The paintings of Marq Kearey are the accumulative evidence of a repetitive journey. Over a two year period Marq photographed every advert en route from his house to his studio. From these photographs he makes charcoal drawings and transforms them into collaged paper paintings. Grouped together these paintings reconstruct that feeling of passing by; glimpsing half-noticed, partially remembered, disposable, visual information.
Some images are given to Viginia Nimarkoh, some are found. Alongside these found and familiar, often family album photographs she places her own 'reconstructed' photographs. Together they appear like life-long partners, similar but different, separated by time and context. Each image bears witness to its age, whether through the fashion style of its sitter or the actual physical quality of the photograph itself. Between Nimarkoh's comparative works she draws our attention to the fine details that shift backwards and forwards from the artifice to the original.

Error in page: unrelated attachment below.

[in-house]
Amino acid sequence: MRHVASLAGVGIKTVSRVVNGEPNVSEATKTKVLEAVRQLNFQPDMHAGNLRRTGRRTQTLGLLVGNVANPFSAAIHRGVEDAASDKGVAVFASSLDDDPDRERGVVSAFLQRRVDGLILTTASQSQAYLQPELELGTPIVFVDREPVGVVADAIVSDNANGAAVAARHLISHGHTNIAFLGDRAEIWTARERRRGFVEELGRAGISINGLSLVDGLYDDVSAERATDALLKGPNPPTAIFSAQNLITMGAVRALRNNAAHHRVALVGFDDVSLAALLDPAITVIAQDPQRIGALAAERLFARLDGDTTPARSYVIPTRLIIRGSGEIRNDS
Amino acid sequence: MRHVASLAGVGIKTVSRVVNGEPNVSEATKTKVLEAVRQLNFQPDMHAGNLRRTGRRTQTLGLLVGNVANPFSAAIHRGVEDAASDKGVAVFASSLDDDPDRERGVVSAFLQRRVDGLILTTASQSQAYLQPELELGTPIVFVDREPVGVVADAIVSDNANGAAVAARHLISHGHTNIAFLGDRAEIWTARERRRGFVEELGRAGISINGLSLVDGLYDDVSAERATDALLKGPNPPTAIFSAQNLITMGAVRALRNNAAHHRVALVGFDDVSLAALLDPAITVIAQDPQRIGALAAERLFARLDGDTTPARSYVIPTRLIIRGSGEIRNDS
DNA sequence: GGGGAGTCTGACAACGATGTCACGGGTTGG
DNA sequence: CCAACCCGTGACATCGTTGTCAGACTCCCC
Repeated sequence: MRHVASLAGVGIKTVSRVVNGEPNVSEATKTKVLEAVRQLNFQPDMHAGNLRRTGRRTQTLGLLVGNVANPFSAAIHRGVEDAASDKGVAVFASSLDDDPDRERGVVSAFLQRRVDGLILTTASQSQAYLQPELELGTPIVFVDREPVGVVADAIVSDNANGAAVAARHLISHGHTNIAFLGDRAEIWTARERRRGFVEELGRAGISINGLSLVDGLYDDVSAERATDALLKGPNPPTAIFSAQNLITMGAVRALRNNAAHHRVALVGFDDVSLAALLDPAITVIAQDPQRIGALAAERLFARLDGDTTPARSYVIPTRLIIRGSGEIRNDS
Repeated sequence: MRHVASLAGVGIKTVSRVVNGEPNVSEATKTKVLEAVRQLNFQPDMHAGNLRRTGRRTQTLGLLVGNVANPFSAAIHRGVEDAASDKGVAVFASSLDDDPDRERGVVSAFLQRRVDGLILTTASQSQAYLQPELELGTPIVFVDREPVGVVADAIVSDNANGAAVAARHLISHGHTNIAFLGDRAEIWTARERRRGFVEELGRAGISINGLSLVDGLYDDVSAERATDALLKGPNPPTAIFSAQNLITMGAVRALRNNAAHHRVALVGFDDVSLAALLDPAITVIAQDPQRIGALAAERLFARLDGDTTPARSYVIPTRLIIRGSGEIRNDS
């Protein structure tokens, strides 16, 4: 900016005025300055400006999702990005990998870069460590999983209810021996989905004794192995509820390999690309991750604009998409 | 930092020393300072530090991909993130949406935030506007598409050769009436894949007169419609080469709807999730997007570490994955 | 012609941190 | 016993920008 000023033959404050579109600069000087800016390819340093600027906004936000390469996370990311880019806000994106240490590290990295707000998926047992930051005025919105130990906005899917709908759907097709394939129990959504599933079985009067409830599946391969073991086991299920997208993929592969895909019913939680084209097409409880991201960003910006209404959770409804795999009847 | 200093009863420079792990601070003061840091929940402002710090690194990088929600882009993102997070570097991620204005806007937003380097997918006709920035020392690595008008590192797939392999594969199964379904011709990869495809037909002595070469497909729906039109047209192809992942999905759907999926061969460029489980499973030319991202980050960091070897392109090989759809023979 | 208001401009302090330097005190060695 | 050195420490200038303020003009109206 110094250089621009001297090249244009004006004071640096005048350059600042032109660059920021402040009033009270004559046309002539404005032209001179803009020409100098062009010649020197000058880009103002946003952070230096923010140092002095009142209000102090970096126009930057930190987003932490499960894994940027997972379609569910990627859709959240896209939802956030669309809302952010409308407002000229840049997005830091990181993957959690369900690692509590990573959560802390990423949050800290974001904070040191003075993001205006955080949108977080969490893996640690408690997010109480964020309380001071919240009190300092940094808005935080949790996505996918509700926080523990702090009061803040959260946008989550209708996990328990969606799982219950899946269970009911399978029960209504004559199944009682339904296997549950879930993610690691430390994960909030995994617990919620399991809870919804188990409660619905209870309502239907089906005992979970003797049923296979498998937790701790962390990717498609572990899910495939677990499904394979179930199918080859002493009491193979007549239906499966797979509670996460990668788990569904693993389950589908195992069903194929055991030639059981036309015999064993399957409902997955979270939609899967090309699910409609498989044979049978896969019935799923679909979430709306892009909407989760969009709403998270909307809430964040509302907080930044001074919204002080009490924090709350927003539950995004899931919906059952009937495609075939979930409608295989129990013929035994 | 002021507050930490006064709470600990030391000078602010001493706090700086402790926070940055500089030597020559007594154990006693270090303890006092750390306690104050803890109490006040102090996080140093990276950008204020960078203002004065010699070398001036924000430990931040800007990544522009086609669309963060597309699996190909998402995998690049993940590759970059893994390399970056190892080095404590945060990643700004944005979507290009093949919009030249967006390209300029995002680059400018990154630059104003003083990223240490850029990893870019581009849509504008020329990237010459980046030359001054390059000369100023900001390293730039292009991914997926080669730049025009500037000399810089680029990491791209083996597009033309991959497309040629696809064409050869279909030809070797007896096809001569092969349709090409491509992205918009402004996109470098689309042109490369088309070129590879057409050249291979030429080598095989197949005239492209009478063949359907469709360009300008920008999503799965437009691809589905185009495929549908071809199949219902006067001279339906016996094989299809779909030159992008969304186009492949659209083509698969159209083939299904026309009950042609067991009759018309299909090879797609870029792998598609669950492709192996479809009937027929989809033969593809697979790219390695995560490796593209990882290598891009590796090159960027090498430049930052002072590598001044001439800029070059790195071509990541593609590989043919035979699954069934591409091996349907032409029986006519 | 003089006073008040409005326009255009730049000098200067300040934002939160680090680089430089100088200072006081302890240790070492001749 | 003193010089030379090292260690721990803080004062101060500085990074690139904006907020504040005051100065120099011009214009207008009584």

For many of us, access to the works of the 'great masters' of western art; Rubens, Rembrandt, Michelangelo, is a second-hand experience seen via magazine and book reproduction. Johannes Phokela photocopies these kind of reproductions, mainly of damaged renaissance paintings, and then works from these copies to created his own cherubesque paintings. Through this elaborate process, Phokela manages to retrieve a very sensual and humourous corporeality.
Yinka Shonibare re-fashions the idea of 'originality' and 'authenticity' with an abundant criss-crossing of visual quotation marks. Through the use of popular printed African textile, Shonibare challenges our assumptions about 'ethnicity'. The 'African' fabrics he uses are made in Europe - as well as being sold to a home market they are exported back to Africa. The presence of Shonibare's highly formal, yet often flamboyant, installations makes reference to the iconic status of certain modernist artists to a post-minimalist generation.
Original curated by Sonia Boyce, was the second response to Africa '95 by Gasworks.